Helping cats and dogs live their healthiest lives.
Sacred Birman kitten stood next to an adult Yorskhire Terrier in black and white.

Dental care for dogs

Protect the only set of teeth your dog will ever have with advanced kibbles designed to help keep his teeth and gums healthy.

Royal Canin Dental Care line of Dog Food

Up to 55% less tartar formation

Some dogs are more prone to the accumulation of dental tartar. After eating, food residuals form a thin layer of plaque covering the teeth. Over time, plaque calcifies into tartar, which accelerates the accumulation of bacteria that can have health consequences.

Our Dental Care dry dog food has been scientifically proven to reduce the formation of tartar on dogs’ teeth by up to 55% (MEDIUM formula), up to 46% (LARGE formula), or up to 29% (SMALL formula).*

*Royal Canin internal study, 2018.

Yorkshire Terrier Dog Standing Up

The nutrition of dental care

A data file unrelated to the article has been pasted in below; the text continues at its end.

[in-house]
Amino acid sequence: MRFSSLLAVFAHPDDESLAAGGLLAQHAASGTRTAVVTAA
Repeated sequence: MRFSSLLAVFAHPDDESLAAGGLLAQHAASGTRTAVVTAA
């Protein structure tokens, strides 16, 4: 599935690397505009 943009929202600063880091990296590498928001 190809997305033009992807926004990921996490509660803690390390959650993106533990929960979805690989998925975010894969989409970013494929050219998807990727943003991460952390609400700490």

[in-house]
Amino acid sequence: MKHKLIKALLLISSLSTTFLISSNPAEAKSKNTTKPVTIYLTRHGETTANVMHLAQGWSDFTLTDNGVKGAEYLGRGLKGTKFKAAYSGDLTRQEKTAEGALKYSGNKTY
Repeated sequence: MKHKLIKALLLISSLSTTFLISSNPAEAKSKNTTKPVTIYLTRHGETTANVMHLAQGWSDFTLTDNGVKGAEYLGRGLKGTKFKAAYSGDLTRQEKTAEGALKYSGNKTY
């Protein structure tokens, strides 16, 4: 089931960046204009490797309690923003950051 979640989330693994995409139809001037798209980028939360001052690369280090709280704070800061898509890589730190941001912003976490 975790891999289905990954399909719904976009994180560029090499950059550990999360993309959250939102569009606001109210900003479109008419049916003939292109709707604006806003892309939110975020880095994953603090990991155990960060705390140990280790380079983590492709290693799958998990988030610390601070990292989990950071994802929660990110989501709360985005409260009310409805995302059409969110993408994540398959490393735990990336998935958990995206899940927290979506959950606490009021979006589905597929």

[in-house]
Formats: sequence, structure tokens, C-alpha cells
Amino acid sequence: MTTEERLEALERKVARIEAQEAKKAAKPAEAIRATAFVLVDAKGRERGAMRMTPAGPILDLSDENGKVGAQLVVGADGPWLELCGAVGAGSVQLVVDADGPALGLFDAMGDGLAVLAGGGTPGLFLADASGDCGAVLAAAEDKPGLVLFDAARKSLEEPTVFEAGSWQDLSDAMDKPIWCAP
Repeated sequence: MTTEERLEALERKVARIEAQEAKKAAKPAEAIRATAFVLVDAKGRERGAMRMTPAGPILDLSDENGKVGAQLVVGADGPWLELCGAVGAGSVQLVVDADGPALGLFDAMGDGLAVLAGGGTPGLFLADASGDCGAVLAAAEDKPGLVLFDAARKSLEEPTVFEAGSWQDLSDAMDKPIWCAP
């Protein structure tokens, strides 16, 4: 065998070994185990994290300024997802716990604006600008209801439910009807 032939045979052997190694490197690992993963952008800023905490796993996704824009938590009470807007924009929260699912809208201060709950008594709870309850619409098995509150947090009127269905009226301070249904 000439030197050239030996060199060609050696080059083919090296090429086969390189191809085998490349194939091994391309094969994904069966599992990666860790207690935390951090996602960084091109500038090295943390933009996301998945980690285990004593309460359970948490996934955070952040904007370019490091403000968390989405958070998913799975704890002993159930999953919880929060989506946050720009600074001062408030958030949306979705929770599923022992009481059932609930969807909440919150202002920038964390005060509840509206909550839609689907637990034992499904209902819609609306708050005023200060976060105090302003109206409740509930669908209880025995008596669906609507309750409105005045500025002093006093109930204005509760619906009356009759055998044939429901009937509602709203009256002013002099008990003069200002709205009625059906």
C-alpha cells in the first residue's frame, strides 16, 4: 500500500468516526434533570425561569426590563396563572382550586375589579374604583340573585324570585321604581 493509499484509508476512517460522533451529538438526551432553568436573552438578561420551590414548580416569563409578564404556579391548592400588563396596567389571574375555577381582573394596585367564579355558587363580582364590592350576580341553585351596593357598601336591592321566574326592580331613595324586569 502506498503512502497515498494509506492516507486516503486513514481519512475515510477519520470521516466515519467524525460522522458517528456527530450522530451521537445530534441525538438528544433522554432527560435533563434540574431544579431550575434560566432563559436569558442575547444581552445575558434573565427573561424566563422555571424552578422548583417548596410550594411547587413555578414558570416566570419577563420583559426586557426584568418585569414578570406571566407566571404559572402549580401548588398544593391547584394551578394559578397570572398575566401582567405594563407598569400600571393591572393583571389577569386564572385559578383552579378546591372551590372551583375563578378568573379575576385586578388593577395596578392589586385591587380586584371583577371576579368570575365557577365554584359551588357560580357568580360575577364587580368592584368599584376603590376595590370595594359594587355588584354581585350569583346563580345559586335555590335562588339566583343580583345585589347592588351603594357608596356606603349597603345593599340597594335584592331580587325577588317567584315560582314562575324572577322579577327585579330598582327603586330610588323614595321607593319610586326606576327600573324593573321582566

Your dog can develop plaque and tartar as bacteria and debris naturally settle on his teeth. Our kibbles have an advanced texture that helps clean your dog's teeth while he chews. They surround each tooth as your dog bites down, so every mouthful rubs the surface with a brushing effect.

Dental Care tips

Along with Dental Care nutrition, a few hints and tips to help keep your dog’s teeth and gums healthy.

Vet visits

It’s important to take your dog for routine vet visits. Your dog may need a teeth cleaning. During the visit, the veterinarian performs an oral exam and will recommend a dental cleaning when appropriate.

West Highland White Terrier lying down on an examination table being examined by a vet.

Tooth brushing

It’s a good idea to brush your dog’s teeth daily yourself, as well as taking him to the vet. Make sure you use toothpaste for dogs and a suitably sized soft toothbrush. And, ideally, start doing this when he is a puppy to help him get used to it.

Maltese adult having teeth checked by owner

Oral checks

When you’re cleaning your dog’s teeth or playing with him, you may notice that some areas of his gums are redder than others. This means you’ve caught gum disease in action, and it’s your cue to visit the vet for an extra check.

German Shorthaired Pointer adult having a dental examination at the vets.